Should we be concerned about vaping?

Looking at the image below of a grape-flavoured e-cigarette or vape, I can’t help thinking of alcopop drinks like Bacardi Breezers and Vodka Cruisers which marketers have heavily designed to attract young people to its product. The vape has certainly grown exponentially and, although research is still in its infancy, signs are suggesting it has the potential and recipe to cause poor health and mass addiction to a whole new generation.

Firstly, we need to understand what e-cigarettes are. They are battery powered and can look like cigarettes, pipes or memory sticks. The battery heats a liquid solution into a vapour that the person breathes in. These liquids may contain a range of toxic chemicals that can add flavour and some contain nicotine (even some of those that are labelled nicotine-free).

As stated, their effects are currently relatively unknown as the first e-cigarette was only developed in 2003, but some long-term risks already confirmed include lung disease and cardiovascular issues, impaired blood vessel function and increased risk of heart attack or stroke. Short-term risks, although not fully realised, include nausea, vomiting, mouth and airway irritation, chest pain and heart palpitations. There is a common myth that vaping is harmless and is merely water vapour, but many toxic particles are found in e-cigarettes, including:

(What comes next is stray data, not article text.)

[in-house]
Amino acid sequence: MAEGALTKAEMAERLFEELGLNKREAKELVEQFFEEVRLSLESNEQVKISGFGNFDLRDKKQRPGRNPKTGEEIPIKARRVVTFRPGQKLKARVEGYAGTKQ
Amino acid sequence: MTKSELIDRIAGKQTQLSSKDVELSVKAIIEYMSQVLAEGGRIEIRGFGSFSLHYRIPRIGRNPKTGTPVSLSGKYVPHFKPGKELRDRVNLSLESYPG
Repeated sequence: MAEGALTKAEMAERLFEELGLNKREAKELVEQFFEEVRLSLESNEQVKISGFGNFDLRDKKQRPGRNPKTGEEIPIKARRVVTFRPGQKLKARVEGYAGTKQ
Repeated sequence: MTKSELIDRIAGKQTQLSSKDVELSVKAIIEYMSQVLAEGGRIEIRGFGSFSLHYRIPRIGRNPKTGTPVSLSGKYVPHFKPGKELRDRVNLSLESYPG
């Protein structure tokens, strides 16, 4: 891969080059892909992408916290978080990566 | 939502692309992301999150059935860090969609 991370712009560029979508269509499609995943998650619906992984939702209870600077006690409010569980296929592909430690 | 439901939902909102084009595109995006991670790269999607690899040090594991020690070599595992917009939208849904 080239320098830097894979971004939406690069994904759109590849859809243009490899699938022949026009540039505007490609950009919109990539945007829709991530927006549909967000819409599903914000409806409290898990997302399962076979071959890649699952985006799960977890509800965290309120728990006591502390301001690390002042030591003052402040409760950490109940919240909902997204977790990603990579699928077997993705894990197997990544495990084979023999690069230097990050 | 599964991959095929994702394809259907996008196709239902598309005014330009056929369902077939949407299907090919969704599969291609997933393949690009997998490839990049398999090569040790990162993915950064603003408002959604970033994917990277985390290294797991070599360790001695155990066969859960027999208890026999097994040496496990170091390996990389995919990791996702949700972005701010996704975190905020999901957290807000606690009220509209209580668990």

• formaldehyde and acrolein, which can cause irreversible lung damage
  • propylene glycol, which is toxic to human cells
  • nicotine, which is highly addictive and can harm the still-developing adolescent brain, particularly in areas that control attention, learning, mood and behavioural control.
    (The Lung Foundation Australia)

The worry with such products is their largely unregulated manufacturing and importation with no quality control over how products are made or what chemicals or toxins they contain.

In Victoria, strict rules apply around the use of e-cigarettes which are similar to that of traditional cigarettes:

  • It is illegal to sell e-cigarettes to or buy them for anyone under the age of 18, regardless of whether the e-cigarettes contain nicotine.
  • It is also prohibited for anyone under the age of 18 to obtain, possess or use nicotine e-cigarettes, e-cigarette cartridges containing nicotine, or nicotine liquids for use in a vaporiser.
  • It is illegal to smoke or use e-cigarettes on school grounds or within four metres of any pedestrian entry point, including school entrances. The smoking ban applies to anyone present on school grounds during and outside of school hours, including students, teachers, contractors, parents or carers. The wider community, such as sporting groups, are also subject to the smoking and vaping ban.
  • Schools must post 'No Smoking' signs and enforce the law.

We will endeavour to educate our students about the risks and legalities of e-cigarettes. We have also invited Paul Dillon from Drug and Alcohol Research and Training Australia (DARTA) to come and speak again to our Senior School students and offer a parent evening on Monday 20 June. I would also encourage all parents to read some useful pages from the DARTA site.

Christian Gregory
Deputy Head of Senior School – Student Wellbeing

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